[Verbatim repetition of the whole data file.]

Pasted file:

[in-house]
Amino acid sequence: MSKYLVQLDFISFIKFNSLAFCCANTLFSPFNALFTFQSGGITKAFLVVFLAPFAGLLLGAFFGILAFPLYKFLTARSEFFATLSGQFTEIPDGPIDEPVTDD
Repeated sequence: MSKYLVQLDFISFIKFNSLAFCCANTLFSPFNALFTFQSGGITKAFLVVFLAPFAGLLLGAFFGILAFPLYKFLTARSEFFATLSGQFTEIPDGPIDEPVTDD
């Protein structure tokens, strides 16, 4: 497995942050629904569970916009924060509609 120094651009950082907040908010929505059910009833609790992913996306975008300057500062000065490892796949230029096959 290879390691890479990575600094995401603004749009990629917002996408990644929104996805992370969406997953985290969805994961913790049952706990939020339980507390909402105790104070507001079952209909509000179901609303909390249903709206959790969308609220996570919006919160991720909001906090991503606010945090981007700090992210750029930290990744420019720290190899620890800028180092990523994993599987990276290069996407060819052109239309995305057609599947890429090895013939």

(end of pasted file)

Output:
[in-house]
Amino acid sequence: MSKYLVQLDFISFIKFNSLAFCCANTLFSPFNALFTFQSGGITKAFLVVFLAPFAGLLLGAFFGILAFPLYKFLTARSEFFATLSGQFTEIPDGPIDEPVTDD
Repeated sequence: MSKYLVQLDFISFIKFNSLAFCCANTLFSPFNALFTFQSGGITKAFLVVFLAPFAGLLLGAFFGILAFPLYKFLTARSEFFATLSGQFTEIPDGPIDEPVTDD
């Protein structure tokens, strides 16, 4: 497995942050629904569970916009924060509609 120094651009950082907040908010929505059910009833609790992913996306975008300057500062000065490892796949230029096959 290879390691890479990575600094995401603004749009990629917002996408990644929104996805992370969406997953985290969805994961913790049952706990939020339980507390909402105790104070507001079952209909509000179901609303909390249903709206959790969308609220996570919006919160991720909001906090991503606010945090981007700090992210750029930290990744420019720290190899620890800028180092990523994993599987990276290069996407060819052109239309995305057609599947890429090895013939």